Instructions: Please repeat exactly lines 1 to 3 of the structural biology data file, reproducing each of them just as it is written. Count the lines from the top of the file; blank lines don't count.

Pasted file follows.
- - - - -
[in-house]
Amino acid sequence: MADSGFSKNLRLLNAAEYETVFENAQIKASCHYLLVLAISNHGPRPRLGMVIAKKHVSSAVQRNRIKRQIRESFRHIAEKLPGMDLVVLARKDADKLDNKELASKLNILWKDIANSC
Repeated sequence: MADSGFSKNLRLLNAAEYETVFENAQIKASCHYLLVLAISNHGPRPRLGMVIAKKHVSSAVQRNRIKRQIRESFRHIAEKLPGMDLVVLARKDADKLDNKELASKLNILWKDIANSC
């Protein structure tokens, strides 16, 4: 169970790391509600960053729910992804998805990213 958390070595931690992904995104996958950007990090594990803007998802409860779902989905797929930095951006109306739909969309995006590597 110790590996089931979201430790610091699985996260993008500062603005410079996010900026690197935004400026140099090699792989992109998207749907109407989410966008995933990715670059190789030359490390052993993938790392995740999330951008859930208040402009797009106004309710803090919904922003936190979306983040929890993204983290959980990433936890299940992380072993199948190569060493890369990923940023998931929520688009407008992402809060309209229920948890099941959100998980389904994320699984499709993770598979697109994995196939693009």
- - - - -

[in-house]
Amino acid sequence: MADSGFSKNLRLLNAAEYETVFENAQIKASCHYLLVLAISNHGPRPRLGMVIAKKHVSSAVQRNRIKRQIRESFRHIAEKLPGMDLVVLARKDADKLDNKELASKLNILWKDIANSC
Repeated sequence: MADSGFSKNLRLLNAAEYETVFENAQIKASCHYLLVLAISNHGPRPRLGMVIAKKHVSSAVQRNRIKRQIRESFRHIAEKLPGMDLVVLARKDADKLDNKELASKLNILWKDIANSC